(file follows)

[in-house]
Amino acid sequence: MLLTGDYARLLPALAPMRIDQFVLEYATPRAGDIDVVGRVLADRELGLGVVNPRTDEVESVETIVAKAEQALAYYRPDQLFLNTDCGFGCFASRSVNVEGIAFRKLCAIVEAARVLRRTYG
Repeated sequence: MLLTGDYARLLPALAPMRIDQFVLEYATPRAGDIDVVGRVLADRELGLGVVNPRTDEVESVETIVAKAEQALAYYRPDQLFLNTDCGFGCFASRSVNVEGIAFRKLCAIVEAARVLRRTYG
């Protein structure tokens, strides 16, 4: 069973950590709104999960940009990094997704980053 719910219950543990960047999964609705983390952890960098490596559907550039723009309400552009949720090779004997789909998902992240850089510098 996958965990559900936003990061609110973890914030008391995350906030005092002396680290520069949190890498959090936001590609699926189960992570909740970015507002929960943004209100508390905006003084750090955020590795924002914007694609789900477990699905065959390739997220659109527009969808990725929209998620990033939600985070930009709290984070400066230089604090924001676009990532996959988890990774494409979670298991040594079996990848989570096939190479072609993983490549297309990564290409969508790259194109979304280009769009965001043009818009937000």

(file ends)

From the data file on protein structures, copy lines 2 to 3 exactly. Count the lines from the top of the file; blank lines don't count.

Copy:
Amino acid sequence: MLLTGDYARLLPALAPMRIDQFVLEYATPRAGDIDVVGRVLADRELGLGVVNPRTDEVESVETIVAKAEQALAYYRPDQLFLNTDCGFGCFASRSVNVEGIAFRKLCAIVEAARVLRRTYG
Repeated sequence: MLLTGDYARLLPALAPMRIDQFVLEYATPRAGDIDVVGRVLADRELGLGVVNPRTDEVESVETIVAKAEQALAYYRPDQLFLNTDCGFGCFASRSVNVEGIAFRKLCAIVEAARVLRRTYG